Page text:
Way back when no-one in the right mind was trying to promote prog in the UK, I was beavering away running ‘Feedback’, and one of the labels who sent me everything they released was Cyclops Records. They were behind a great deal of British bands in particular, later spreading their wings into Europe and America, and one of the artists they sent me was Steve Hillman (guitars, keyboards, synths). I reviewed three of his releases, ‘Matrix’, ‘Riding The Storm’ and ‘Convergence’, but had not come across him for more than 20 years until now. Back in 2016 he met Nik Turner (vocals, saxophone, flute), and they discussed working on an album together. Given that Steve had already written enough material he decided to pull together a band to record this with Nik being the frontman, so he asked two of his bandmates from Ra Rising, drummer Dai Rees and bassist Rob Andrews, to complete the line-up. They also brought in some well-known guests including Angel Flame (dancer in Nik’s Space Ritual and the Crazy World of Arthur Brown), bassist Dave Anderson, (Amon Duul II, Groundhogs, Hawkwind) and Mr. Dibs (Hawkwind). If that were not enough for Hawkwind afficionados, the album closes with an extended version of “Children of the Sun” which originally appeared on ‘In Search of Space’, when Dave and Nik were both involved.

The result is an album which is firmly sat within space rock, as if it could be anything else. Turner has been an incredibly important influence on the scene, not only with Hawkwind but multiple other bands and solo releases while also guesting with many others, and his saxophone and flute playing has graced many albums. I am not sure how old he was when this was actually recorded, but at the very least he would have been in his late Seventies and his playing shows all the fluidity and dynamics we have come to expect, although his voice was certainly quite quavery as one might expect. There will be a great many Hawkwind fans who will seek this out due to who is involved, but will they then play it more than once? Actually, the answer to that is “yes” as this is a nice album – not essential, but certainly really enjoyable. With the core of the band already playing together for some time there is a tightness among them, and while they have put Nik front and centre for much of it, there are also plenty of opportunities for them to also show off their strengths. One can only wonder if this will remain a one-off album or if Steve, Dai and Rob bring someone else in as although they will have very large boots to fill indeed, the death of Nik should not bring this project to an end. This may well be the last album Nik recorded, and if that is the case then he left on a high, as this is space rock which shows that after more than 50 years of pushing the boundaries he was still not satisfied and need to keep moving on.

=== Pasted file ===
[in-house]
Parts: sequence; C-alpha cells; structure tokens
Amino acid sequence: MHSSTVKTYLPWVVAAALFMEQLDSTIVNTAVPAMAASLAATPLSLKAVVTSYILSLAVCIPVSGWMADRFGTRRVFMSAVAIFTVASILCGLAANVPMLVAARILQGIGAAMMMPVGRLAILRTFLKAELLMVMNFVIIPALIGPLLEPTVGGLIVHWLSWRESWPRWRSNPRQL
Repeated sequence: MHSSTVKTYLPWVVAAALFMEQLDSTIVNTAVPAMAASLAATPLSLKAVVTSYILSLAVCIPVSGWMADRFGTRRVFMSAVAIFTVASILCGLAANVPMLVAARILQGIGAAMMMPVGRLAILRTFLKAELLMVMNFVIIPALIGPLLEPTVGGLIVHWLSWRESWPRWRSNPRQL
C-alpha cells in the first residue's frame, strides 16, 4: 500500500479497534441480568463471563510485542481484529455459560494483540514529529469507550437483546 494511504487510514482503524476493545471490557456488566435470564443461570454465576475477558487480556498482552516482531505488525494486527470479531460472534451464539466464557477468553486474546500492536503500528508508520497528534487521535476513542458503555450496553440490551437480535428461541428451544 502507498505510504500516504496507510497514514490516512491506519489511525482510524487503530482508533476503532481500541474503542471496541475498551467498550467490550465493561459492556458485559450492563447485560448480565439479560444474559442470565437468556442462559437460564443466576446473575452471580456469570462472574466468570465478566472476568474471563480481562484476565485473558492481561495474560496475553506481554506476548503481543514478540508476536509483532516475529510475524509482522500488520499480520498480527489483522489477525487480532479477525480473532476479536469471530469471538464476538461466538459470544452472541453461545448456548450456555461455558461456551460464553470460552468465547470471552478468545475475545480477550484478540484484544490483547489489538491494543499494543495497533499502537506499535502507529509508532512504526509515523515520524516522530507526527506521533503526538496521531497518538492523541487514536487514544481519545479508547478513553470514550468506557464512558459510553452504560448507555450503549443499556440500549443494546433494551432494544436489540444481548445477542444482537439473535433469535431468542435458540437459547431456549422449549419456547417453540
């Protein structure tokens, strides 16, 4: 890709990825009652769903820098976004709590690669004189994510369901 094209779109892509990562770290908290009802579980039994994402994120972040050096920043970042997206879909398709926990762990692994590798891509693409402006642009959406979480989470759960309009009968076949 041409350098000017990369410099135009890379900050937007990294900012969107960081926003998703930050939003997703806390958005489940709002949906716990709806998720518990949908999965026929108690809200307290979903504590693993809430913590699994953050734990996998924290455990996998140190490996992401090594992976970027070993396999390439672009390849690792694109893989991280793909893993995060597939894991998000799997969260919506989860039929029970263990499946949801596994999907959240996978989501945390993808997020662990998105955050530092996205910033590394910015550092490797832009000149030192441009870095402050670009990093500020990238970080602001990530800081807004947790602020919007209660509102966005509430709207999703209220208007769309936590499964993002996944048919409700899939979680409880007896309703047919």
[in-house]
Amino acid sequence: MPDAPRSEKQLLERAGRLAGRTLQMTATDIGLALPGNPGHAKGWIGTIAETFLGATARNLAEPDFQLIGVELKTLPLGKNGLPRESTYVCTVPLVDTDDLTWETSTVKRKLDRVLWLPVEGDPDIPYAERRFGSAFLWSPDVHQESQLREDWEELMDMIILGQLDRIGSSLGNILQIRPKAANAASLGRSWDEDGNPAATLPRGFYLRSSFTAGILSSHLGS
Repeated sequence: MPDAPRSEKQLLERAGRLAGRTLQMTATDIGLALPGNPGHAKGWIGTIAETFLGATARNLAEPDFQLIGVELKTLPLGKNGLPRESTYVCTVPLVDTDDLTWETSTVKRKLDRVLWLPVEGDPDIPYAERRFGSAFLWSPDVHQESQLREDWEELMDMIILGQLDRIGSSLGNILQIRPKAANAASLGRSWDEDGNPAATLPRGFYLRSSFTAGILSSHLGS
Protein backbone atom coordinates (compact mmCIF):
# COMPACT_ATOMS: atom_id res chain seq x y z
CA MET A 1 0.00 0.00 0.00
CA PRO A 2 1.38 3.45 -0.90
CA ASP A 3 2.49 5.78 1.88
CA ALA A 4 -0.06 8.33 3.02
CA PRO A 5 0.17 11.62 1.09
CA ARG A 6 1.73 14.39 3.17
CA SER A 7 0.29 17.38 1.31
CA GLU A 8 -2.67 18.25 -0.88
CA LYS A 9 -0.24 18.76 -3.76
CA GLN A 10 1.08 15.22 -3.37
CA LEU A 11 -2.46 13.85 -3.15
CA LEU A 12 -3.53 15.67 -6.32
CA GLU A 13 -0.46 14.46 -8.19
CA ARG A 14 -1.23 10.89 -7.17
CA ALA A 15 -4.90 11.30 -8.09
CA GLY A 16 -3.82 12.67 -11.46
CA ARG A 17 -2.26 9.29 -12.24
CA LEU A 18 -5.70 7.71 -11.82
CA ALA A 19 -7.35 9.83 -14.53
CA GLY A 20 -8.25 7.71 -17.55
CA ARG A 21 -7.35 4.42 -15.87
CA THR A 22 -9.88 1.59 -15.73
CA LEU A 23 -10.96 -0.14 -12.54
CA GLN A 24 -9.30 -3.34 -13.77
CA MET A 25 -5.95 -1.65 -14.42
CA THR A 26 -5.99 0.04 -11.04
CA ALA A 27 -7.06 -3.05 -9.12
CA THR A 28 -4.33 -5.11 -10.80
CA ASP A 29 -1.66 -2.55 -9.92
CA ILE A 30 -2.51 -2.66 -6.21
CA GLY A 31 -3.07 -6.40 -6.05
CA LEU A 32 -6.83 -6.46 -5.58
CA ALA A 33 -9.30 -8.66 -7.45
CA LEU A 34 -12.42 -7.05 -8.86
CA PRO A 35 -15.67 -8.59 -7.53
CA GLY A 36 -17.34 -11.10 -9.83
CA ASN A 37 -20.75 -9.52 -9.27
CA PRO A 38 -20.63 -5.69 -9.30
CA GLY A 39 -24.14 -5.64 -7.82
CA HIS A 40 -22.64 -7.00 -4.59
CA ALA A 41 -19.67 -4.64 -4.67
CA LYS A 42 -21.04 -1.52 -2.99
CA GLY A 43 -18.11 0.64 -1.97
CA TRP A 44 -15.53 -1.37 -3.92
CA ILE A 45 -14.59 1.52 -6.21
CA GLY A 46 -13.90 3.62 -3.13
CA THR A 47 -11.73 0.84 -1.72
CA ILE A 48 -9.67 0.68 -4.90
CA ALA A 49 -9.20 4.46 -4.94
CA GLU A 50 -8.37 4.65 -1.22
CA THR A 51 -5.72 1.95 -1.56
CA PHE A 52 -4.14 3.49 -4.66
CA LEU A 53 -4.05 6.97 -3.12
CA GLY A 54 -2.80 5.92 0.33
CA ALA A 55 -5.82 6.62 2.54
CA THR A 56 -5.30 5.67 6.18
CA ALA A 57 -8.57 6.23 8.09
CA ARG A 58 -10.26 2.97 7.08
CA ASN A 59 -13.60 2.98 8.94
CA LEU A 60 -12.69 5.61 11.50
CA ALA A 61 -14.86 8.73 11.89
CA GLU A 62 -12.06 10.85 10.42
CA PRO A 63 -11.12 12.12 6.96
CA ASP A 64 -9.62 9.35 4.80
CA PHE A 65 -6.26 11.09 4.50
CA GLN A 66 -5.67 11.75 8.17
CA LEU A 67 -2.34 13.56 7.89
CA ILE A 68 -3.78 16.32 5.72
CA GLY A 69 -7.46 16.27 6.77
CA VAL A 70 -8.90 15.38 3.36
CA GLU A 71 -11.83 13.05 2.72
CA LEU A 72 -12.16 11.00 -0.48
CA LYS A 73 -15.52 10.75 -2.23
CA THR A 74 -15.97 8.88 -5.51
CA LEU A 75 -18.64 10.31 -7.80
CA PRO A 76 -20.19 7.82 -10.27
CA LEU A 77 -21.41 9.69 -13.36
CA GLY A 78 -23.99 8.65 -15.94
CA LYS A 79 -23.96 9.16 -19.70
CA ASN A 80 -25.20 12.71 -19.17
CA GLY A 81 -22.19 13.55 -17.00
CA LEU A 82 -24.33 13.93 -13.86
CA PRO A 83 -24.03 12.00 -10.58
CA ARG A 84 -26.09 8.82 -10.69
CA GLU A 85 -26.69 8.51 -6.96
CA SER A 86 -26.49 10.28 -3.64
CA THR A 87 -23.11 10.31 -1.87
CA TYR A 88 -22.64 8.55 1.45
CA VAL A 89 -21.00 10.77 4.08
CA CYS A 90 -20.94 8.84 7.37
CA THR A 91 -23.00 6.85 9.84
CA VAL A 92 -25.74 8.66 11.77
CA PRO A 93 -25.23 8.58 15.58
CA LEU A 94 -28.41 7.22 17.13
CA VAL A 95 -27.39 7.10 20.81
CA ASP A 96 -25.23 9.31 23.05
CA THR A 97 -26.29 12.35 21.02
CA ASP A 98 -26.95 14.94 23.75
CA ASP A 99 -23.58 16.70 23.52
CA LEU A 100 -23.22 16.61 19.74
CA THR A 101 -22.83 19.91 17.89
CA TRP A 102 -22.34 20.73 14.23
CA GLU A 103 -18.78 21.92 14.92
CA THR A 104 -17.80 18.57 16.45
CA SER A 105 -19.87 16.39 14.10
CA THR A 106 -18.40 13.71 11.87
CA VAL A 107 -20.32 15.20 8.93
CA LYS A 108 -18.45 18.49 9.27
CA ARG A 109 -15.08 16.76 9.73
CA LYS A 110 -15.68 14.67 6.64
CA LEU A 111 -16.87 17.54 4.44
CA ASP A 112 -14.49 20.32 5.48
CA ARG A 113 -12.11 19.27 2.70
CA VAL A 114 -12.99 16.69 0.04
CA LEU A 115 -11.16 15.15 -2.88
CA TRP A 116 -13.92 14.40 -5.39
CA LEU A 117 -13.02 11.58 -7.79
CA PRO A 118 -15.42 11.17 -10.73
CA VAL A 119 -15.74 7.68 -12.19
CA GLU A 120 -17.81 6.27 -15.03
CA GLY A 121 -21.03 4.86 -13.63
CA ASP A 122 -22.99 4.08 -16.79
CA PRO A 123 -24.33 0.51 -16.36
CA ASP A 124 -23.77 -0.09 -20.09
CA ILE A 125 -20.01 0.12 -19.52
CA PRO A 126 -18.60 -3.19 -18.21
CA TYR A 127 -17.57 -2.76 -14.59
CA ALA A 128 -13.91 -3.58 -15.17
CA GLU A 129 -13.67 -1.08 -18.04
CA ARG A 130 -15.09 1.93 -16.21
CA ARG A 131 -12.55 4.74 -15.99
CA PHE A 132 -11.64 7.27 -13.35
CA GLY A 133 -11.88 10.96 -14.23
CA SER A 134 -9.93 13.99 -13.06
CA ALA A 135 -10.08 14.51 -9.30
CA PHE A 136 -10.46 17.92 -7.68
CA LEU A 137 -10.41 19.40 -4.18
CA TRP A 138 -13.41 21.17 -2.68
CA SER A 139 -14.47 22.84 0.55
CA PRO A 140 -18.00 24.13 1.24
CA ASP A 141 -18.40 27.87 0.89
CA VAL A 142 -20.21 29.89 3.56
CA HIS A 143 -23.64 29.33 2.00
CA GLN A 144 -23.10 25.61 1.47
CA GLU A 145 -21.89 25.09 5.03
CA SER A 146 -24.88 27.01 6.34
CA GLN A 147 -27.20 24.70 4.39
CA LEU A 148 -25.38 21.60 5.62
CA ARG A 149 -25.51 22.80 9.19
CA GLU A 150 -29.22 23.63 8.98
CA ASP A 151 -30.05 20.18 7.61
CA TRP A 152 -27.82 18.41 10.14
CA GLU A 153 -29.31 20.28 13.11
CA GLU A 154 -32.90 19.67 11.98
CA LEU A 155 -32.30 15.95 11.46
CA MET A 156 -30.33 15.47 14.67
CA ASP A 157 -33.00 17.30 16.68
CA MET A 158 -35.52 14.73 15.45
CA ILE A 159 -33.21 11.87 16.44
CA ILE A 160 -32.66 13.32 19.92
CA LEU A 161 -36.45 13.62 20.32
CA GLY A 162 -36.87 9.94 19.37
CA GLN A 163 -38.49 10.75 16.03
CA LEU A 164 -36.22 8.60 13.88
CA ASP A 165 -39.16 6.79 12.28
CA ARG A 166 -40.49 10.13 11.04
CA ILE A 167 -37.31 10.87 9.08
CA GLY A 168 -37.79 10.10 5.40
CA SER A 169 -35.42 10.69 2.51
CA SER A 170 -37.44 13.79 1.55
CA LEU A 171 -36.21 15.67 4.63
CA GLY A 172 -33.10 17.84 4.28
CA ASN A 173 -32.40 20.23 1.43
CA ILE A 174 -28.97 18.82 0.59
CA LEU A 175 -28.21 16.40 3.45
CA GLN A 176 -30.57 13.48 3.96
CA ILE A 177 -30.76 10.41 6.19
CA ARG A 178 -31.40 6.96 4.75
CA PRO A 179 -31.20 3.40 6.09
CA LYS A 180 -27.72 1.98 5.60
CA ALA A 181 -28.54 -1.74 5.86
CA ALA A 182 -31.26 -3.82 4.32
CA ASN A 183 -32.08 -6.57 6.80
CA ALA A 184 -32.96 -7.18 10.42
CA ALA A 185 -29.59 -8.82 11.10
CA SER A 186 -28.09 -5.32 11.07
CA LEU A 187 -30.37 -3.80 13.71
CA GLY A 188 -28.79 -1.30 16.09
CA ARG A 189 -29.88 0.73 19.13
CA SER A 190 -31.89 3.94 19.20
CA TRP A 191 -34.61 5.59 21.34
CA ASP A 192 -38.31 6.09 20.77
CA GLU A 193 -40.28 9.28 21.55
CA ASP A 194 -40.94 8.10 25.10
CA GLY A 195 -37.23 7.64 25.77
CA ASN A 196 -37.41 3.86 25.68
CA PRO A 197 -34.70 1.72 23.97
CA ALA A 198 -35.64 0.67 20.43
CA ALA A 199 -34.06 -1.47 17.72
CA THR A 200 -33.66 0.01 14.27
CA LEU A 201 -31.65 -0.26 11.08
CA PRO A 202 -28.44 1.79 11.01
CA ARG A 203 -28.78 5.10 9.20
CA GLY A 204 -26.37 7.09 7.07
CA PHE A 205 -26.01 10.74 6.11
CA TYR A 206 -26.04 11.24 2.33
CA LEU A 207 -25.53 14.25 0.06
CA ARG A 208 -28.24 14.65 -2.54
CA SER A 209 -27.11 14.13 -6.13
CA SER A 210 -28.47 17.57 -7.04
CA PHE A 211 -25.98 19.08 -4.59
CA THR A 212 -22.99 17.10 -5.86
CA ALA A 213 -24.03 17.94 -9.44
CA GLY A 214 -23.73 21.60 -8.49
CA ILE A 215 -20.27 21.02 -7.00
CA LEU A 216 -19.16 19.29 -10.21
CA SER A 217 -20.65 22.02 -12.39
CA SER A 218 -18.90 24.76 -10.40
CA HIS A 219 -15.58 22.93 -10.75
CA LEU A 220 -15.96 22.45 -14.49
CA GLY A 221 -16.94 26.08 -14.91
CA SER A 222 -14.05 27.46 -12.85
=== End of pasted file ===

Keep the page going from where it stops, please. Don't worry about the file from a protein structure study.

7/10 Kev Rowland